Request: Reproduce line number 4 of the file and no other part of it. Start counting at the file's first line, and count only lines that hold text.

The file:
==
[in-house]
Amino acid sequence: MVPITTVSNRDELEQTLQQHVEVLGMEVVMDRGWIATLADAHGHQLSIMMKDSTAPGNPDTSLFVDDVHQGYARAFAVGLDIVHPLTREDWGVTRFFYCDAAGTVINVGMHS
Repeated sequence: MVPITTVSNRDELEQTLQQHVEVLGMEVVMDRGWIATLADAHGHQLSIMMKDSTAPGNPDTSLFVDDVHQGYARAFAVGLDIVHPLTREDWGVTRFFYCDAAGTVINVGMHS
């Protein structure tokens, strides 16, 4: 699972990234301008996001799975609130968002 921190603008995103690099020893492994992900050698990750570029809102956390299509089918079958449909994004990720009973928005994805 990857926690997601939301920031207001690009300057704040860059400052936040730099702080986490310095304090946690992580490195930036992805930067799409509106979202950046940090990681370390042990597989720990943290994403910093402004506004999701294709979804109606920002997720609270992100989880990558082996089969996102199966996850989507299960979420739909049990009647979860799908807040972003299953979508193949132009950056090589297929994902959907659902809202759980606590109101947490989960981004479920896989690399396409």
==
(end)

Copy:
């Protein structure tokens, strides 16, 4: 699972990234301008996001799975609130968002 921190603008995103690099020893492994992900050698990750570029809102956390299509089918079958449909994004990720009973928005994805 990857926690997601939301920031207001690009300057704040860059400052936040730099702080986490310095304090946690992580490195930036992805930067799409509106979202950046940090990681370390042990597989720990943290994403910093402004506004999701294709979804109606920002997720609270992100989880990558082996089969996102199966996850989507299960979420739909049990009647979860799908807040972003299953979508193949132009950056090589297929994902959907659902809202759980606590109101947490989960981004479920896989690399396409």